Question Fully reusable two-stage-to-orbit or reusable 1st/expendable 2nd stage?

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mikusingularity
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So we have SpaceX's goal of having a fully reusable rocket TSTO.

But which one gives you more bang for your buck? The main issue here seems to be loss of payload capacity due to the need to return rocket stages vs. savings from not discarding them.
 
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EnDSchultz

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I think SpaceX needs to prove they can economically refurbish first stages without sacrificing vehicle reliability before even contemplating recovering the second stage. Seems like most of the vehicle's value is in the first stage (9 engines versus only 1 for the second) anyway.

I suspect it will turn out that trying to recover the second stage will have seriously diminishing returns because of the weight of components (heatshield, RCS control system) cutting into payload even further, and the greater mechanical and thermal stresses of returning from orbit making refurbishment much costlier.
 

PhantomCruiser

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Agreed.

One thing they have going for them is the relative simplicity of their rocket motors. The SSME was so far on the edge of what is capable that is was really, really expensive. Add to that the extensive overhaul (rebuild essentially) of the SSME for it to be flight ready (and thus "reusable"). How much cost went into the maintenance/overhaul of an SSME vs a brand new SSME? (I don't know this myself, but I suspect others here do)

The tank, is well... a tank. Not anything overtly special, but it will required some pretty extensive NDI (non destructive inspection) before they can certify it ok for x many flights. Hoses, tubing, fuel lines, etc. will also have to be inspected before taking another trip into the black.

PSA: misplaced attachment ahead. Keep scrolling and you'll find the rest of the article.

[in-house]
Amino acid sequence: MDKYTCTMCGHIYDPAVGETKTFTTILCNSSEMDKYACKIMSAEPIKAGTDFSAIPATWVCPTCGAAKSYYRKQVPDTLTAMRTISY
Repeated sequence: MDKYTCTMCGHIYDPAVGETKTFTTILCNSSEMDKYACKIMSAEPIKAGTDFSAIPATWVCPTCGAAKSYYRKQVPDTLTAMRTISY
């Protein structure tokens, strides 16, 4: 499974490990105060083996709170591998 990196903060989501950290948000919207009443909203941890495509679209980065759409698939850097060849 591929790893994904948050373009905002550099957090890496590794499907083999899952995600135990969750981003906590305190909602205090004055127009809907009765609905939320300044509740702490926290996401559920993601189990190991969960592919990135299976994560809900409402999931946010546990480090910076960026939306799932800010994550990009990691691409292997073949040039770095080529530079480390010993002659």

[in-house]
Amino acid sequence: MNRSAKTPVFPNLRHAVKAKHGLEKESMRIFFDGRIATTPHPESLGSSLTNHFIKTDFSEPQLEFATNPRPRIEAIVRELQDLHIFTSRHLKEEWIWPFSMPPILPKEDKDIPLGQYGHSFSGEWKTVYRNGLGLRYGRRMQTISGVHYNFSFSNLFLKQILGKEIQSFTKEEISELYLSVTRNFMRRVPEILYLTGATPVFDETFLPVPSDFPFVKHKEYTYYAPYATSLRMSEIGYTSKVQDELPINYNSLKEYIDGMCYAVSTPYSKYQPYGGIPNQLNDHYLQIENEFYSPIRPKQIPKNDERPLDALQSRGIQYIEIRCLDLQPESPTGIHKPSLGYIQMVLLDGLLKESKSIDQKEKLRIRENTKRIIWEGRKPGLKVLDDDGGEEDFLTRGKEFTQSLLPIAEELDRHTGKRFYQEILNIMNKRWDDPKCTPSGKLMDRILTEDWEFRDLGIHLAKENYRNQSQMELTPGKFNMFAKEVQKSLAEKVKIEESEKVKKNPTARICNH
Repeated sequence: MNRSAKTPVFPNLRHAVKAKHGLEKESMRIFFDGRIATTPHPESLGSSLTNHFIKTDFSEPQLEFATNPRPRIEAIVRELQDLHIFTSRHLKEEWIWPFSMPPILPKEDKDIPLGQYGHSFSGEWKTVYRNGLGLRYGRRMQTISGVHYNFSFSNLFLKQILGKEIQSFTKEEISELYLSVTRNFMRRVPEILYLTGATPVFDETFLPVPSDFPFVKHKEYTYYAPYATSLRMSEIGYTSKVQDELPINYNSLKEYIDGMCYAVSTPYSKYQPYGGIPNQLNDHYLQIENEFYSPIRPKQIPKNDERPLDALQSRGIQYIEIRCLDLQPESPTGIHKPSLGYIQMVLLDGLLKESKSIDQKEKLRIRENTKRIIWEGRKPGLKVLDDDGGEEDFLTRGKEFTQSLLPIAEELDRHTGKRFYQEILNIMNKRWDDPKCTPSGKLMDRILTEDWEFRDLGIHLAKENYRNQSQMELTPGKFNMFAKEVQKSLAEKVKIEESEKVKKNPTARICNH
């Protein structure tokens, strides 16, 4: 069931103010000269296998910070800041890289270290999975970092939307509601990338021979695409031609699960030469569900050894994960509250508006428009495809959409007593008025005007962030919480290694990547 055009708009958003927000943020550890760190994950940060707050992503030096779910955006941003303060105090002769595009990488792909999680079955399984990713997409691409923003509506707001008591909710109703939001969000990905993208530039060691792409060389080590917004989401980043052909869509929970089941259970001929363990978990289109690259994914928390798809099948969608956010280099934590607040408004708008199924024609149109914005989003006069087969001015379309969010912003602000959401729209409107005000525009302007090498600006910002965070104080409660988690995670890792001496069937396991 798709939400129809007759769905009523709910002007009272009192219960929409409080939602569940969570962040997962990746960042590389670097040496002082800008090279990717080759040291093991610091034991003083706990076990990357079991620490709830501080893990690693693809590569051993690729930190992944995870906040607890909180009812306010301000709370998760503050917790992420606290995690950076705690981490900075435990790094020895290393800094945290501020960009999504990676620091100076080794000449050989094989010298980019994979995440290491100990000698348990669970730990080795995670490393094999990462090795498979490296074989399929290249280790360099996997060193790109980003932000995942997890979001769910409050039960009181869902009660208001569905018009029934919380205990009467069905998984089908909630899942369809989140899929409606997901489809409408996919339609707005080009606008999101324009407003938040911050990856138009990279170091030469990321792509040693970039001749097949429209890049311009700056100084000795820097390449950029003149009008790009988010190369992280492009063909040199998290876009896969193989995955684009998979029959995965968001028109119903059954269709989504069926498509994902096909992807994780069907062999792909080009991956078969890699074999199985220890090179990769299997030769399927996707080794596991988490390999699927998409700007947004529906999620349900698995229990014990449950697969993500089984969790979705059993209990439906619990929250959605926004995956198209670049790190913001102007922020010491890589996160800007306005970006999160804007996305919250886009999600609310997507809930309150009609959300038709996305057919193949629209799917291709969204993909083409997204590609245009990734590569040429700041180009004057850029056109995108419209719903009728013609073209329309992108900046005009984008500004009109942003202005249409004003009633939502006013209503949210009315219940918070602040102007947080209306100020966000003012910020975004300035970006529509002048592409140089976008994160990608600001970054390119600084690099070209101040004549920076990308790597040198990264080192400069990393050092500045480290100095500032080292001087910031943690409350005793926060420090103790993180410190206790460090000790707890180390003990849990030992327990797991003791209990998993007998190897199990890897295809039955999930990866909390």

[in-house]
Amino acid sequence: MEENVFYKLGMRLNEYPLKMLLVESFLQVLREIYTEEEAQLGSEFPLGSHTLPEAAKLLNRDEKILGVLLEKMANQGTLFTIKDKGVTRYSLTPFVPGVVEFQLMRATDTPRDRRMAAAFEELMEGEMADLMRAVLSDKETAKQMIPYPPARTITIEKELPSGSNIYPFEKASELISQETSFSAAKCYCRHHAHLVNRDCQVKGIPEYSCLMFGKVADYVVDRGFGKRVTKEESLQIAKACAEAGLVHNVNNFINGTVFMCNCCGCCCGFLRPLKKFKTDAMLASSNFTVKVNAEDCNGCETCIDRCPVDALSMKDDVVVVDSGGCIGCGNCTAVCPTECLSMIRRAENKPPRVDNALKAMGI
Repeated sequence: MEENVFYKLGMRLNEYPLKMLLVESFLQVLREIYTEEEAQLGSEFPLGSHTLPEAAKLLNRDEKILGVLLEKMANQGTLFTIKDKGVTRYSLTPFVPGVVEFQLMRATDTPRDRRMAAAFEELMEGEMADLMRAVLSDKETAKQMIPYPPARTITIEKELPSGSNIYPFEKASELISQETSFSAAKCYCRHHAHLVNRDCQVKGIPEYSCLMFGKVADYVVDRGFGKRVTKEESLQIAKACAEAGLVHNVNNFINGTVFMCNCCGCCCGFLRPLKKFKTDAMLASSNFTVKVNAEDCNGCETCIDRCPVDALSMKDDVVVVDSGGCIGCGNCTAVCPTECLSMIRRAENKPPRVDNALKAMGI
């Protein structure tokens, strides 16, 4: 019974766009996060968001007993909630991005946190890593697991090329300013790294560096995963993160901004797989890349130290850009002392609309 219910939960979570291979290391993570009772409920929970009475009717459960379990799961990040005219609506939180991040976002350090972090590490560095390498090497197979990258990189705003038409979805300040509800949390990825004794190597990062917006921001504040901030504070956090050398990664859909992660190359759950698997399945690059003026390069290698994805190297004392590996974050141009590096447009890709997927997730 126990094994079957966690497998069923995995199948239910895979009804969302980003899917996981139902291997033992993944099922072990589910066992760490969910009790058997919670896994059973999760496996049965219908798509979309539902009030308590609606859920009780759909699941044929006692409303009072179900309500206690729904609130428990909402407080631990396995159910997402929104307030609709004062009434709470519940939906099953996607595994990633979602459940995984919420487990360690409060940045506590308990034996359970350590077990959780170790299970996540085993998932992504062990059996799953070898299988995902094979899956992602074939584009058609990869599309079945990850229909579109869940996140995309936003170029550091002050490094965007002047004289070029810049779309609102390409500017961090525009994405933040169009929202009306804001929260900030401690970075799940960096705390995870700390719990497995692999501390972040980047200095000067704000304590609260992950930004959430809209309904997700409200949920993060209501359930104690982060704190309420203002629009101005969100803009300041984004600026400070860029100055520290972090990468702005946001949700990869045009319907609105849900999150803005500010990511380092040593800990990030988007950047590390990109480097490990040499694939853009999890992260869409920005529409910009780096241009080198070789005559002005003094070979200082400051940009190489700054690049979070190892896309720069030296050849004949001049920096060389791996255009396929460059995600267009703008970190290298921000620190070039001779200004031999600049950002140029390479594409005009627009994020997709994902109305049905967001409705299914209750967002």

I think (and I'm a technician, not an engineer; engineers dream things up but it's the techs that make it work) that if they add all the weight they'd need to be "fully" recoverable (meaning both stages), that the payload capability would drop off to the point that it'd take a Falcon heavy to get a big commsat to GTO, and the "regular" F9 would be relegated to throwing things into LEO.

Of course, they have these grand plans for a bigger engine; I've seen a few graphics with the Falcon with only one engine (a Merlin 2 IIRC). http://www.spacelaunchreport.com/sls3.html

OK, so that report is out of date, but it shows the direction Elon and company would like to go. I'm sceptical, I'm a maintenance guy, so I'm always sceptical of engineers (apology to any and all engineers here, but your maintenance guys are sceptics too; ask them, if their answers won't hurt your feelings).

For now, and at least the next 5 years or so, I really don't forsee the level or reusability that was indicated by that (admittedly awesome) video that SpaceX put together. I can see them getting a "soft" water landing, or maybe landing on an island out in the middle of nowhere. What kind of regulations will the FAA dream up for an unmanned pressurised tank of hydrolox (or kerolox, methane, whatever) into a populated area?

I'm also always happy to be proven wrong. I hope Elon and co. achieve everything they strive to do.
 

Urwumpe

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By the plain numbers, building a reuseable TSTO is no problem. The business end is the problem. Kistlers K-1 got very far, but then died on the business end. The same problem will also come to SpaceX there. If the TSTO can't deliver the same payloads into orbit as the expendable version, it could launch for free (and an eel extra) and would still not get accepted as launcher. It could do small university payloads, smaller NASA satellites, but the big business would not come, because the launch costs are no longer the biggest issue in the satellite design.